All At Sea; A Place to Call Home



This post comes with a philosophical warning label.

Writing about my adventures on the water motivates me to get my children outdoors as much as possible and develop (hopefully) the same love for the briny that I have. In his book Last Child in the Woods, Richard Louv talks about how fundamental is the human need for a sense of and connection to place. Indoors alone we can’t arrive at this sense of belonging. We need to get outside and connect our senses beyond sight to encompass the other four. I realise how true this is when I return to where I grew up and the smell of the damp soil and oak trees is suddenly palpably different in comparison to eucaplypt bushland in a way that I wouldn’t have recognised as a child. Perhaps thats just a consequence of travel and not age? I don’t know. A sense of place has been on my mind a lot lately. Recent upheaval in my family home has made more urgent my desire to put down roots and create a home and a sense of place for my children. At times lately I have felt like running away to sea (or at least the non-mother part of me has). Why do people run away to sea? The sea is a constant. Yes, there are tropical seas, icy southern seas and everything inbetween, but they are all salty, changeable, calming, comforting, stormy and menacing all at the same time. The way a boat harnesses the wind is the same wherever you are on the ocean. The wind blows from all the angles of the compass (and there are always 360). Going to sea is one of the last refuges from modern life. Stress is pointless unless it is urging you to put a reef in. Once you’re out of sight of land, whatever troubles plague you there is no point worrying while you’re at sea. A well equipped ship on a well planned voyage has all your basic needs met.

The sailing community has always been a global village. People talk about common interests binding people together but I do believe that the universal bond shared by sailors and seafarers stands alone. When I’m at sea or amongst these people I am in a happy place. This is why I’ll teach my kids to sail and encourage a love of the sea, because wherever they are in the world, if they are near the sea, then they’ll never be far from home.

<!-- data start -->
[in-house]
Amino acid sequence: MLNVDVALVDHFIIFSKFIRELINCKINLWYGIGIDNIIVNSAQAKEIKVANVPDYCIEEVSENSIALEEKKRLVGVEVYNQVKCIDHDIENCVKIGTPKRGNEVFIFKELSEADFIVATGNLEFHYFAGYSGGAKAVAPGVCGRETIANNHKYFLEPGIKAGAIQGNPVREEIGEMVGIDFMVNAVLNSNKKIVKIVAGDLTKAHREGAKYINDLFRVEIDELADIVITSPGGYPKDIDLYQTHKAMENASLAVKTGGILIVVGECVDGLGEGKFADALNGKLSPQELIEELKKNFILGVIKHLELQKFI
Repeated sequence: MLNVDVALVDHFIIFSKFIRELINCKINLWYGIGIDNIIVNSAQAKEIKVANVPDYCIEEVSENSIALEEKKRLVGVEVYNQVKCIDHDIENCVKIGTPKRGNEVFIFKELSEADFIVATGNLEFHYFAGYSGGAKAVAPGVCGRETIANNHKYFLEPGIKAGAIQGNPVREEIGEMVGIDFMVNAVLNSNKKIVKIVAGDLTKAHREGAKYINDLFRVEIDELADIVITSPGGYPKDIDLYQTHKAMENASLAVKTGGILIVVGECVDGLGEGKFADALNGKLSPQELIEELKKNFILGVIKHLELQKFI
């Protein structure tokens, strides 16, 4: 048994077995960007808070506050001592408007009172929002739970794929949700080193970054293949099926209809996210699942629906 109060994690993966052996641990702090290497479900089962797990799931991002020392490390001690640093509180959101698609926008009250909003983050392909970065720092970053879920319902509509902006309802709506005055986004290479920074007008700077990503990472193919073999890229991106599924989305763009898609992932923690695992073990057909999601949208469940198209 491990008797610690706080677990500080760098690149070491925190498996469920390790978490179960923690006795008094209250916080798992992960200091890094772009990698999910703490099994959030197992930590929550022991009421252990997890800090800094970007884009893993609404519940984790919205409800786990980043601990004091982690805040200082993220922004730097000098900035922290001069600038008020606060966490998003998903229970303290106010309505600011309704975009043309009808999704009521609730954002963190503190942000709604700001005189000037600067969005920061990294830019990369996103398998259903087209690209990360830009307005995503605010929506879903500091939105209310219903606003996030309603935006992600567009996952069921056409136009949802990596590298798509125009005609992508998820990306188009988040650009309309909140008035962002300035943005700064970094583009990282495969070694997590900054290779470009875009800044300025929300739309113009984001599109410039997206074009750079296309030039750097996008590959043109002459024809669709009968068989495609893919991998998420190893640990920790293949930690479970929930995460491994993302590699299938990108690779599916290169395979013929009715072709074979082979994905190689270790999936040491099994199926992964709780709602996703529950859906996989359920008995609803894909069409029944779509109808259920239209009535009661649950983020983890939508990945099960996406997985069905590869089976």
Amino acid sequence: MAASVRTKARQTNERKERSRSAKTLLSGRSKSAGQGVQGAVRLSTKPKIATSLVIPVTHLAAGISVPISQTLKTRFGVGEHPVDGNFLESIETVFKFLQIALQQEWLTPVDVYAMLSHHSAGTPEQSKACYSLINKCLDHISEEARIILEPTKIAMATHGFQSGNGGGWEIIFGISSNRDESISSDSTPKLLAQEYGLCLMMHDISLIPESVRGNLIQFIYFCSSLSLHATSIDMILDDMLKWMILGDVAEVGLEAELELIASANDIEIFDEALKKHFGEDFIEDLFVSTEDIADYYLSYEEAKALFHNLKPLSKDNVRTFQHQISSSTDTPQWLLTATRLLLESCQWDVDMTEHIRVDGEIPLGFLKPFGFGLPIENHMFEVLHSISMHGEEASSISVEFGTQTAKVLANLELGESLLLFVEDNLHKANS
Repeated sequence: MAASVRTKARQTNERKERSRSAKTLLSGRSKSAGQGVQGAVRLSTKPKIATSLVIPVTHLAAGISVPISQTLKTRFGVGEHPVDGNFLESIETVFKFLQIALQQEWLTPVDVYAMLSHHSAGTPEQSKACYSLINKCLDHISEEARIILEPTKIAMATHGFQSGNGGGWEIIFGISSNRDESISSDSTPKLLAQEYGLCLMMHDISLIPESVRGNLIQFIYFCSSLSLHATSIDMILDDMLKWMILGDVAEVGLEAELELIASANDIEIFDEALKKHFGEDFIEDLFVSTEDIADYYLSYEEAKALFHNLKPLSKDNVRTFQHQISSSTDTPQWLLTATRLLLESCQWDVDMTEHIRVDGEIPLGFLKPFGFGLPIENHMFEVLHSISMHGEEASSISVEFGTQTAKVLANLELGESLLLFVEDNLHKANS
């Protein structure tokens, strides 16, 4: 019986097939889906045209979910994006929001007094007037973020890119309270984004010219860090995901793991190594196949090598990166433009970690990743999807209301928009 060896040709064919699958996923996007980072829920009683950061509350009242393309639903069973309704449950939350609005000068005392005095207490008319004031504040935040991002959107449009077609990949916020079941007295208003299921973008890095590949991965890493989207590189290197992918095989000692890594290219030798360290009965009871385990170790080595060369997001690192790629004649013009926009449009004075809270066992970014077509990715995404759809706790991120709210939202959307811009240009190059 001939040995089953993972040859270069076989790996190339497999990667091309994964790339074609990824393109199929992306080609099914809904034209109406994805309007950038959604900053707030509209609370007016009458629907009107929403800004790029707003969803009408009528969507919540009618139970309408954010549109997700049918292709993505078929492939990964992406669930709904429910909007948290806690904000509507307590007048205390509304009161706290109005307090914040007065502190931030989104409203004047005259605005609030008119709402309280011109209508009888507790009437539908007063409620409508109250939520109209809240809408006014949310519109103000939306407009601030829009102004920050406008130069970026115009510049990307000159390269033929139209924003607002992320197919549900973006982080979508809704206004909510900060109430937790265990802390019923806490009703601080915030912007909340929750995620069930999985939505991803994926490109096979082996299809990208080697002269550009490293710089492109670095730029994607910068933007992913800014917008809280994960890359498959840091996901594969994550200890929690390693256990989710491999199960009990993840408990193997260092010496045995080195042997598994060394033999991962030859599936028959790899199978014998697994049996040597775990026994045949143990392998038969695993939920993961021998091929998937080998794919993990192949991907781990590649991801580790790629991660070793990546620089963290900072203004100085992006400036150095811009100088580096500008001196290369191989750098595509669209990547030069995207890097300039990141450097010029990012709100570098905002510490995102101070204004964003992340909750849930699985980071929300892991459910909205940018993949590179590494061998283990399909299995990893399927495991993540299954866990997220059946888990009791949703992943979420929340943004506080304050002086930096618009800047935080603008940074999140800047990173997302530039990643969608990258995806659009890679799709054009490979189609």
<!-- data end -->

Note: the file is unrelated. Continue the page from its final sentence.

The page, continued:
Do you agree or am I off with the sea fairies? :)
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  1. completely agree :) – ive never lived more than 10k from the salt, grew up on the pebbles and have finally graduated to a beautiful open ocean sandy shore, i have always found and still do, that the sound of the waves brings ann instant calmness and clarity to any situation. During my labour i used images from the previous day of building sandcastles on the beach – what safer and more relaxing place could there be and it was no coincidence we had a water birth. Although im fairly sure i wouldnt be allowed to add salt!

    1. I love a good pebbly beach. I’m sure a little salt wouldnt be any harm…after all it really is the cure for anything :)

  2. You know I am with you on this one. Our little family is very excited to be moving in a few weeks to a new home a few hundred metres from the beach. Mr T and I have already conjured up pictures of a future where he and little T walk down to the nearby yacht club to rig the Opi or go for a fish and my Dad, Little T’s Poppy, who also lives nearby and is a sailor, can spend countless hours pottering around boats with my little man. Our new local beach is the one I grew up at. It feels like the circle is almost complete.

    1. I knew you would be Jodie. I’m very excited for you about your move. I love hearing of families that end up back where they started and continue the connection to place that they had as a child :)

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